The politics of Afghan refugees
Afghan refugees rest in tents at a makeshift shelter camp in Chaman, a Pakistani town at the border with Afghanistan, on August 31, 2021 after the US pulled all its troops out of Afghanistan to end a brutal 20-year war.–AFP
This crisis has been around for at least a year. It involves food drought, no salaries and no income with most government officials not having received salaries for the last six to eight months. Food insecurity exists for at least 70 percent of the Afghan population. Inevitably, without adequate aid, the situation will snowball into a humanitarian crisis which can lead to Afghans crossing over to Pakistan.
Interestingly, the internal refugee status in Afghanistan is widespread given that people from smaller towns have converged to the cities in search of food and in recent weeks in search of relative security given that there was sporadic fighting within Afghanistan’s outlying areas.
This humanitarian crisis requires the international community, led by the United Nations Commission on Refugees (UNHCR). Some support has been forthcoming with Pakistan becoming the mainstay of this effort by virtue of and providing corridor for the transportation of humanitarian staff and goods to be transported to Afghanistan’s five main centers from where food supplies are being distributed.
A concerning running parallel, if not ahead of the humanitarian concern, has been the western community’s anxiety for Afghan refugees. Led by the US, UK and EU states, they are keen to allow the exit of all Afghans desperate to leave Afghanistan. The matter is not a straight and simple one. Rewind and go back to the fall of Kabul which was accompanied by western embassy announcements that they would depart Afghanistan along with all the Afghans who had worked with their respective institutions.
The Americans had the largest numbers working for them and the announcement which suggested guaranteed departure of their Afghan associates for western countries was on minimal documents, evoked horrific mayhem, deaths and suicide bombings at Kabul airport. Unforgettable scenes of human desperation- a descent to levels of self-destruction- as if the Pied Piper’s call to the end of the world.
If the fear among millions of Afghans of the cruel and heartless 90’s rule of the Taliban lingered on, the call for exit by western embassies further exacerbated both the fear and the desire to leave. Whether it was the American ‘dream’ or European ‘freedoms’ addressing the economic and security issues of millions of Afghans, this was the deluge… the immovable gathering of thousands at Kabul airport.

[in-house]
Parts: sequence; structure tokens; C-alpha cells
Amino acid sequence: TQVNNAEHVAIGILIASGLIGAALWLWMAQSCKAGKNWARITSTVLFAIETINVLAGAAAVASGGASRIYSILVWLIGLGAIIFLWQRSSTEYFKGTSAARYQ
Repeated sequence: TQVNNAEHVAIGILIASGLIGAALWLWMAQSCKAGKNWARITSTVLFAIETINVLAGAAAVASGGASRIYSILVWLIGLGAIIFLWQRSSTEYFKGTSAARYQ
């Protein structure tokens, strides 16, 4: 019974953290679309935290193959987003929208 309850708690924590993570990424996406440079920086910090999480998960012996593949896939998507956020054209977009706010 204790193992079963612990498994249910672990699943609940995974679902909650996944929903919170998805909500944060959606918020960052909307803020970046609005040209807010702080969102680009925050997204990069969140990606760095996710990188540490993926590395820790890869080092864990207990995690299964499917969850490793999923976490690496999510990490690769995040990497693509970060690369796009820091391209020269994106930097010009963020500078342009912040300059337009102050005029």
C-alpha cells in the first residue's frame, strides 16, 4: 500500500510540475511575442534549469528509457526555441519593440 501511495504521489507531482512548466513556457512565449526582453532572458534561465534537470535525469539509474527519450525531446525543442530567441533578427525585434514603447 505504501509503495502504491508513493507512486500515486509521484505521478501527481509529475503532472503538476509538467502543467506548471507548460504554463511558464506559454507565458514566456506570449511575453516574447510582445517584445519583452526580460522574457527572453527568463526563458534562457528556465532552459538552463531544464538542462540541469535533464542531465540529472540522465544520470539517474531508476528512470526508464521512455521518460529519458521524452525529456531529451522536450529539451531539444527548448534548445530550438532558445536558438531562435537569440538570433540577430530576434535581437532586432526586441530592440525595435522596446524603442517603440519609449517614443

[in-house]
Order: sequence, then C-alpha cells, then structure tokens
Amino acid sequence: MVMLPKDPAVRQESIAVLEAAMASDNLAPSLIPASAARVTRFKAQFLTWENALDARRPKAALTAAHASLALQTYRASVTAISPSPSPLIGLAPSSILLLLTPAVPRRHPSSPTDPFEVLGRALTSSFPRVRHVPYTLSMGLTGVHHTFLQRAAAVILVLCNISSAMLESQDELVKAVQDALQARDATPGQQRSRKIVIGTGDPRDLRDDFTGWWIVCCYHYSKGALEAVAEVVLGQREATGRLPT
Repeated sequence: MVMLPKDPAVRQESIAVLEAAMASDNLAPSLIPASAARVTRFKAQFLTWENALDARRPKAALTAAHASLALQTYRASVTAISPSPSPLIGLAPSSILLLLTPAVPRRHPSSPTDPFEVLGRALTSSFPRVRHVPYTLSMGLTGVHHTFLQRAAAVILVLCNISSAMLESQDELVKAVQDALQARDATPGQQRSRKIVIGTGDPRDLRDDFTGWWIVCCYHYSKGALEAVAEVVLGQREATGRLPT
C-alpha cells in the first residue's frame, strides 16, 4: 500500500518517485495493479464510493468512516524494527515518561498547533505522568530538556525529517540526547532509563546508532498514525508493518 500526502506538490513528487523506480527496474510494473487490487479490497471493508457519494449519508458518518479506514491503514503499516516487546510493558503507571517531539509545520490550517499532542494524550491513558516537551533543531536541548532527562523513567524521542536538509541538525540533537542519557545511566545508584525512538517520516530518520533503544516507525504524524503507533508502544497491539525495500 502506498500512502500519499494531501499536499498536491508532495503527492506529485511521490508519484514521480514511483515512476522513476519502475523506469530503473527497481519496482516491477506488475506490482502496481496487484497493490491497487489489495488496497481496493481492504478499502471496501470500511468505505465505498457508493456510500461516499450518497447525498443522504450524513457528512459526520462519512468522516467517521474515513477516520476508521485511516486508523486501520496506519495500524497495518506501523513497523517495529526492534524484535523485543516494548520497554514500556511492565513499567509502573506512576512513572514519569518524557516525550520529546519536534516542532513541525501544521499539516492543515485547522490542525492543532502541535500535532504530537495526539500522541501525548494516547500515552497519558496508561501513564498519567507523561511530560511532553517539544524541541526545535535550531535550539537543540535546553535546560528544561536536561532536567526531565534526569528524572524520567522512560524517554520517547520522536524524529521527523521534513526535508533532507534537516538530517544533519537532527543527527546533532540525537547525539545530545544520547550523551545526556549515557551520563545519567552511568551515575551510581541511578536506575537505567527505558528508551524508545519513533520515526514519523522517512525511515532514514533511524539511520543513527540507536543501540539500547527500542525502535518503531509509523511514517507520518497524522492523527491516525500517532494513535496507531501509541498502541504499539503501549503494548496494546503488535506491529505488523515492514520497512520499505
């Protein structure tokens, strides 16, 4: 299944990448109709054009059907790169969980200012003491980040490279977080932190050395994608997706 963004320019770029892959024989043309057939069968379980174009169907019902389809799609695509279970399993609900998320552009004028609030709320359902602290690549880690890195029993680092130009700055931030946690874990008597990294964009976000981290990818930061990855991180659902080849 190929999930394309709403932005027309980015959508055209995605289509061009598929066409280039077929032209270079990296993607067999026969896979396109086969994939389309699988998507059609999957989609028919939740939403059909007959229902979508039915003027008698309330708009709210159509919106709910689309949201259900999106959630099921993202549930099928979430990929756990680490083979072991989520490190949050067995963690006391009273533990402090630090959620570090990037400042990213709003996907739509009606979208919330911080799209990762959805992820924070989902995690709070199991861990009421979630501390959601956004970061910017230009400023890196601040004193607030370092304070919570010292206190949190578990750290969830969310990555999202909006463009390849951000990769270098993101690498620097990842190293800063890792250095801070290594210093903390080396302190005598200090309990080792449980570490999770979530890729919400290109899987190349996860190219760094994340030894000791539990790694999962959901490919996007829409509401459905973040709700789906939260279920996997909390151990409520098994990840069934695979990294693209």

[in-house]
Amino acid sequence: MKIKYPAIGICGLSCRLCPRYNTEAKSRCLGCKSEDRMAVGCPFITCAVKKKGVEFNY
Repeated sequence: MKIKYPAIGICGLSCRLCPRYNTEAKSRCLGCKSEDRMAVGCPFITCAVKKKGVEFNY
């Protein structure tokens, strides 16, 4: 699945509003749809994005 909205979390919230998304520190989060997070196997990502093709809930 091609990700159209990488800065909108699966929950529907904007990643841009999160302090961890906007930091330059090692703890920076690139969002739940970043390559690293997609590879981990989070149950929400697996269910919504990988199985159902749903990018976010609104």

Thousands flew off, transported mostly in gigantic military planes. Imagine what dreams, what fears and what apprehensions must their hearts and minds have been possessed by, as the big bird took them to lands far off.
Now, the second generation is repeating the exodus but of a different kind. Who knows with what dreams, what apprehensions and indeed leaving home and hearth with what trepidations. Who knows what awaits them in the lands of freedom and of opportunity! Just think: Islamophobia and scarcity. Former German Chancellor Helmet Schmidt’s forewarning of the 70’s when the German capitalist brought Turkish labor in droves, of a “social disequilibrium.” Years later, Jean Mohr and Peter Berger lamented the pain of Turkish labor in their classic works, especially The Seventh Man.
These are inevitabilities no matter when, from where and how the exodus is forced. Driving droves away from ancestral homelands in alien zones is like uprooting the old oak and the juniper trees. No matter how long the separation is, the DNA remains intact. The core identity mutates but never evaporates.
The present Afghan pain and apprehension comes as the days of Taliban haunt the Afghans and the future road map.
Yet, the call to neighboring countries, Pakistan above all, to open their borders to refugees is unwise. Unthinking. Indeed the US, Canada, EU and others are happy to allow in a few thousands. No more. They are reportedly concerned about the socio-economic impact of a greater number.
Hence the convenient call is to neighbors, to Pakistan who already hosts around four million. The wise step ought to be to pump in humanitarian aid, keep the pressure on the Taliban to ensure governance by common sense and by granting citizens’ rights.
The international community, the Troika-Plus and the bordering countries initiative shortly to be launched, must stay focused on Taliban’s better governance.
The people of Afghanistan deserve to stay home where they must be first-class citizens and enjoy all the opportunities that citizens in Muslim countries enjoy.
Encouraging Afghans to exit their Motherland as refugees, is at best a naïve approach and at worst an attempt to continue the battle with the Taliban through other means. Instead, it’s got to be Taliban reformation time, through firm and collective steps by the global community.
- Nasim Zehra is an author, analyst and national security expert.
Courtesy Arab News